Featured Image

How to Relieve the Itch from Bug Bites

The only thing worse than having bugs swarm your outdoor festivities and drive you inside is the itch you’re left with after getting eaten up. 

We’re not talking a little tingle after you feel the mosquito, ant or other creepy crawly bite—we’re talking about that relentless itchiness that keeps you up at night and makes you scratch yourself raw. 

Then of course, the more you claw at it, the more the bite itches. That’s because you’re stimulating the nerve endings every time you go in, explains Suzanne Friedler, MD, board-certified dermatologist with Advanced Dermatology PC.

Now, some people are more prone to getting bit by bugs—and some people have a stronger reaction to bites depending on their biochemistry, explains Miami-based Anna Chacon, MD, a board-certified dermatologist. 

But additionally, some bug bites just itch more depending on the amount and type of venom the insect injects into the skin, Dr. Friedler adds.

Luckily, there are a handful of ways to stop the itch.

Image by Mrs

Cool it off

Providing a cooling effect can help reduce inflammation as well as the sensitivity of your nerve endings—remember, that’s what makes it itch more every time you scratch. On a basic level, both docs recommend using an ice pack on the worst bites as needed. This’ll provide relief and reduce swelling.

Additionally, Dr. Friedler’s go-to for itch relief is a topical anesthetic, like Lidocaine or Pramoxine, which creates a cooling sensation. You can also use aloe or chamomile for the same effect Bonus tip: Dr. Friedler likes to keep the aloe in the fridge so it provides extra cooling relief. 

Reduce the inflammation

A cold compress can also help lower inflammation, but your best bet to battle redness and swelling is a hydrocortisone cream, Dr. Friedler says. This can be easily purchased over-the-counter at any drug store, and it’ll help reduce the itchiness, too.

Use oatmeal or vinegar in a pinch

If you can’t get to the store (say, in the middle of the night), raid your pantry for relief. “Because oatmeal has unique components with anti-irritant properties, it helps reduce swelling and irritation,” says Dr. Chacon. Create a paste with equal parts quick-cook oats and warm water in a bowl; it should resemble spackle, she says. Then, spread it over the itchy area and place a damp cool washcloth over top to hold it on for about 10 minutes. Rinse the area afterward with cool water.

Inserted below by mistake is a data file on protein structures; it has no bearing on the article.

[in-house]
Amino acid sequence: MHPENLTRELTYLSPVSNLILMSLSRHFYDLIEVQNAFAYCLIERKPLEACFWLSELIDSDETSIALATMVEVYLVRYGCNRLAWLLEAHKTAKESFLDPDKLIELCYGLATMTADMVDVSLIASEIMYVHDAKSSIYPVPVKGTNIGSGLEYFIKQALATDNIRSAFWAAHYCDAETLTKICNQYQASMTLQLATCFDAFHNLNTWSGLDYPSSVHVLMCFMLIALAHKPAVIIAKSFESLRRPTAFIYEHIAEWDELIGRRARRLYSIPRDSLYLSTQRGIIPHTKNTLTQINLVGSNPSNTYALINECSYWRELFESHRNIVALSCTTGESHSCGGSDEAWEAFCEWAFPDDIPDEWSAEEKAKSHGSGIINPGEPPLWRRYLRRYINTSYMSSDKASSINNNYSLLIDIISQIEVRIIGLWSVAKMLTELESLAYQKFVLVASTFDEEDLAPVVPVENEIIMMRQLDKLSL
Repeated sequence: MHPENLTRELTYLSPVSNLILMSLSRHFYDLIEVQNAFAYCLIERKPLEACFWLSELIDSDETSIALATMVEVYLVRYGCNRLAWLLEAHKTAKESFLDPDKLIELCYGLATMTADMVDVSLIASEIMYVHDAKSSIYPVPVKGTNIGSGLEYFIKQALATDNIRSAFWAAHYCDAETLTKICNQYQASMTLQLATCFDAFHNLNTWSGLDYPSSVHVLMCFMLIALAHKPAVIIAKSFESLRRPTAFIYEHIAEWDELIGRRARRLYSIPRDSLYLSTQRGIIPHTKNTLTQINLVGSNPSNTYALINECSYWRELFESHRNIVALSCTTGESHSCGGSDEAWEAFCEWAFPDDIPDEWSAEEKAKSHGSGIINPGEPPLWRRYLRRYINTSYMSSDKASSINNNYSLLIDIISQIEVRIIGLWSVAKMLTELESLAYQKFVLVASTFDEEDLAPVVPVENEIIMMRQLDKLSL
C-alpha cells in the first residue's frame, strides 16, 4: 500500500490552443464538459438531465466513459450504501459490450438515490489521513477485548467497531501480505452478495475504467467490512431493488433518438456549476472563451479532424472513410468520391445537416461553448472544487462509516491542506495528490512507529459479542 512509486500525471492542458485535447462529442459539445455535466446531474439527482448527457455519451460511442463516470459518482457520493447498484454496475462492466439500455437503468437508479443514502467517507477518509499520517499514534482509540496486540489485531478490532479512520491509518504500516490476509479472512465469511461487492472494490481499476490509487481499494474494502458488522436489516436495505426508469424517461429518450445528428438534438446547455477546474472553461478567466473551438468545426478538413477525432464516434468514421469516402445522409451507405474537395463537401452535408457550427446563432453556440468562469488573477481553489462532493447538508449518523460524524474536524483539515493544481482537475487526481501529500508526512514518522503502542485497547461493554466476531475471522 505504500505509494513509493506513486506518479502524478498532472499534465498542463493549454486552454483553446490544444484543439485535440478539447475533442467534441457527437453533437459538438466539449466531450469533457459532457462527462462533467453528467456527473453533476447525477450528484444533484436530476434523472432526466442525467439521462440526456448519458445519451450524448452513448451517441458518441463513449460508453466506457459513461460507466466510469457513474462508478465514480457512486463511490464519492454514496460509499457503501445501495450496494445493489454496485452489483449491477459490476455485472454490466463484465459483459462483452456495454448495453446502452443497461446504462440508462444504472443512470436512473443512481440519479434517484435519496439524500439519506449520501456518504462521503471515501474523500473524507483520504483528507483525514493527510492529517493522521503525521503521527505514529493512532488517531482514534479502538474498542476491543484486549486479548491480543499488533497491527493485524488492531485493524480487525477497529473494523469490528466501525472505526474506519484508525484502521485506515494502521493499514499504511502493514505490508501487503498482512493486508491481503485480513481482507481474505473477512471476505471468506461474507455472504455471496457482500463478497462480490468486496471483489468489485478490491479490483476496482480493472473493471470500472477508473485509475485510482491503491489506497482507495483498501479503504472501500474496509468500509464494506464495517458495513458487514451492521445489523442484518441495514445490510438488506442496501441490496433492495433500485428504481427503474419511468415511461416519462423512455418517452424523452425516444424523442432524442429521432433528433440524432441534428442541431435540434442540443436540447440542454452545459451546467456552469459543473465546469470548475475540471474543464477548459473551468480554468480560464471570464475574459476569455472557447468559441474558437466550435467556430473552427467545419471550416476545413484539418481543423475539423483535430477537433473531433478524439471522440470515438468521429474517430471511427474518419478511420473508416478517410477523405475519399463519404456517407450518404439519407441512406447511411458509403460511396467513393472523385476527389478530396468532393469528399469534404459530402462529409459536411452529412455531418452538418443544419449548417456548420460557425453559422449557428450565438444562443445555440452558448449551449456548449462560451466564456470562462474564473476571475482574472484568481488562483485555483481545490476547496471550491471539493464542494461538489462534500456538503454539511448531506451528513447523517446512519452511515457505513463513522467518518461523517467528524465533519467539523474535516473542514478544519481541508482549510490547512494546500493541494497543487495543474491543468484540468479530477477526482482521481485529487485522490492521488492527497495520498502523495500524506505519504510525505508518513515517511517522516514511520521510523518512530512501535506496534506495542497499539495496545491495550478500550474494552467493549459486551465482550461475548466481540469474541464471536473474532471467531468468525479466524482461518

Alternatively, vinegar can help reduce the burning and stinging sensation and acts as a disinfectant if you’ve been itching a lot, Dr. Chacon adds. Soak a washcloth in equal parts cold water and vinegar and then lay it over the affected area for a few minutes.

Image by Catherine McQueen

Take an oral antihistamine

For some people, part of what causes the elongated or heightened reaction to a bug bite is an allergy, explains Dr. Friedler. Taking an over-the-counter oral antihistamine, like Benadryl, can help quell a low-grade allergic response.

Look for signs you need medical attention

Some people are more highly allergic to bug bites than others, Dr. Friedler says, so if you see any signs like excessive swelling, skin rashes or hives, call your dermatologist or, with extreme symptoms like shortness of breath or dizziness, go to urgent care or the ER right away. 

Same goes for if you’ve been stung or bitten near your eyes, mouth or in your throat, Dr. Chacon says, as these areas are more susceptible to more severe or risky reactions.

Bugs can also introduce bacteria, so you’ll want to monitor for signs of infection. This typically looks like honey-colored crusting where the bite occurred or if the skin feels excessively warm to the touch, Dr. Friedler says. If you experience any of these reactions, seek medical attention.

Finally, if the itching doesn’t improve within a few days, call your doctor or dermatologist for that, too.

Featured Image

Best Mushroom Coffee: Which One’s Right for You?

Featured Image

Bride’s Sister Turns Snake Wrangler at Arizona Wedding

  1. Pingback: Do You Plan Hikes While Traveling? Some Tips for Staying Safe | Ordinary Chaos

  2. Pingback: Do You Plan Hikes While Traveling? Some Tips for Staying Safe – TravelAwaits – FlashFeed Online: Breaking News at Your Fingertips

Leave a Comment

Your email address will not be published. Required fields are marked *

Scroll to Top